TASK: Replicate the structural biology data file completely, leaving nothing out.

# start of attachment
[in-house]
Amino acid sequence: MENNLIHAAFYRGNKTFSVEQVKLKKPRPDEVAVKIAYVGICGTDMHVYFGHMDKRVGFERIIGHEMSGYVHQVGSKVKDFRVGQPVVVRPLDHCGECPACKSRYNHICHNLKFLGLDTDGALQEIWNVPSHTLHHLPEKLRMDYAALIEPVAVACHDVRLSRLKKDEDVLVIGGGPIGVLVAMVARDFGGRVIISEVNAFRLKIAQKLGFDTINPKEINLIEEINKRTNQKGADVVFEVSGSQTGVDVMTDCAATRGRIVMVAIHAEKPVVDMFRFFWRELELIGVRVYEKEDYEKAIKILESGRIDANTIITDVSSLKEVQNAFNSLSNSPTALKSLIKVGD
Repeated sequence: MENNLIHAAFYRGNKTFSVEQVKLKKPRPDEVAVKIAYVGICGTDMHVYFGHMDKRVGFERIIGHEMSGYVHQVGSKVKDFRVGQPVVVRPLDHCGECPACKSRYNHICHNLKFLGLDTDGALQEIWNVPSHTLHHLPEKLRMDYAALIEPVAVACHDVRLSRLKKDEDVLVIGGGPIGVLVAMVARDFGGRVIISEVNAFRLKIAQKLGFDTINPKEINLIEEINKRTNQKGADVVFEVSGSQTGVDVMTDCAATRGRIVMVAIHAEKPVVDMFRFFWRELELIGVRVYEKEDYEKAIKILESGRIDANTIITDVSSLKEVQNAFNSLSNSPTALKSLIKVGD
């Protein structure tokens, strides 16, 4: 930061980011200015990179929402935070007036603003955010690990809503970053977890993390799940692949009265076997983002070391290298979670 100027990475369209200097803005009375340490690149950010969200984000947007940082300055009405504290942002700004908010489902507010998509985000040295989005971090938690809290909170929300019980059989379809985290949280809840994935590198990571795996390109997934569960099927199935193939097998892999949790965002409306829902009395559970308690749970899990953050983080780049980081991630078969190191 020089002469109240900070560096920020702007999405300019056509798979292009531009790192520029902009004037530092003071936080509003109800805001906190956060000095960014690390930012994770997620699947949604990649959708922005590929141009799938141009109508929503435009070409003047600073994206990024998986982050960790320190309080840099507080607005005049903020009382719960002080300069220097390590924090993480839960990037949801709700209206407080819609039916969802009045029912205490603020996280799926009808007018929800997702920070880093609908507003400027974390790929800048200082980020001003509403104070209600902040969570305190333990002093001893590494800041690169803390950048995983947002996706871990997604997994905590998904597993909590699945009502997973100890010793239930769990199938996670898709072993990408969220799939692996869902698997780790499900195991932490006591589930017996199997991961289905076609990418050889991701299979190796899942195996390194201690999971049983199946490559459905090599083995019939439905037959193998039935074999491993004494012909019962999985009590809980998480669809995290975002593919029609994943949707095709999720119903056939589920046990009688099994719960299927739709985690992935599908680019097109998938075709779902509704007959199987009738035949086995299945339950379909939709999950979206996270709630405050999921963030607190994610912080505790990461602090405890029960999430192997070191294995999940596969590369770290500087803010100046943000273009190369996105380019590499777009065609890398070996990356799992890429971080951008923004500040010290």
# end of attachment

[in-house]
Amino acid sequence: MENNLIHAAFYRGNKTFSVEQVKLKKPRPDEVAVKIAYVGICGTDMHVYFGHMDKRVGFERIIGHEMSGYVHQVGSKVKDFRVGQPVVVRPLDHCGECPACKSRYNHICHNLKFLGLDTDGALQEIWNVPSHTLHHLPEKLRMDYAALIEPVAVACHDVRLSRLKKDEDVLVIGGGPIGVLVAMVARDFGGRVIISEVNAFRLKIAQKLGFDTINPKEINLIEEINKRTNQKGADVVFEVSGSQTGVDVMTDCAATRGRIVMVAIHAEKPVVDMFRFFWRELELIGVRVYEKEDYEKAIKILESGRIDANTIITDVSSLKEVQNAFNSLSNSPTALKSLIKVGD
Repeated sequence: MENNLIHAAFYRGNKTFSVEQVKLKKPRPDEVAVKIAYVGICGTDMHVYFGHMDKRVGFERIIGHEMSGYVHQVGSKVKDFRVGQPVVVRPLDHCGECPACKSRYNHICHNLKFLGLDTDGALQEIWNVPSHTLHHLPEKLRMDYAALIEPVAVACHDVRLSRLKKDEDVLVIGGGPIGVLVAMVARDFGGRVIISEVNAFRLKIAQKLGFDTINPKEINLIEEINKRTNQKGADVVFEVSGSQTGVDVMTDCAATRGRIVMVAIHAEKPVVDMFRFFWRELELIGVRVYEKEDYEKAIKILESGRIDANTIITDVSSLKEVQNAFNSLSNSPTALKSLIKVGD
């Protein structure tokens, strides 16, 4: 930061980011200015990179929402935070007036603003955010690990809503970053977890993390799940692949009265076997983002070391290298979670 100027990475369209200097803005009375340490690149950010969200984000947007940082300055009405504290942002700004908010489902507010998509985000040295989005971090938690809290909170929300019980059989379809985290949280809840994935590198990571795996390109997934569960099927199935193939097998892999949790965002409306829902009395559970308690749970899990953050983080780049980081991630078969190191 020089002469109240900070560096920020702007999405300019056509798979292009531009790192520029902009004037530092003071936080509003109800805001906190956060000095960014690390930012994770997620699947949604990649959708922005590929141009799938141009109508929503435009070409003047600073994206990024998986982050960790320190309080840099507080607005005049903020009382719960002080300069220097390590924090993480839960990037949801709700209206407080819609039916969802009045029912205490603020996280799926009808007018929800997702920070880093609908507003400027974390790929800048200082980020001003509403104070209600902040969570305190333990002093001893590494800041690169803390950048995983947002996706871990997604997994905590998904597993909590699945009502997973100890010793239930769990199938996670898709072993990408969220799939692996869902698997780790499900195991932490006591589930017996199997991961289905076609990418050889991701299979190796899942195996390194201690999971049983199946490559459905090599083995019939439905037959193998039935074999491993004494012909019962999985009590809980998480669809995290975002593919029609994943949707095709999720119903056939589920046990009688099994719960299927739709985690992935599908680019097109998938075709779902509704007959199987009738035949086995299945339950379909939709999950979206996270709630405050999921963030607190994610912080505790990461602090405890029960999430192997070191294995999940596969590369770290500087803010100046943000273009190369996105380019590499777009065609890398070996990356799992890429971080951008923004500040010290």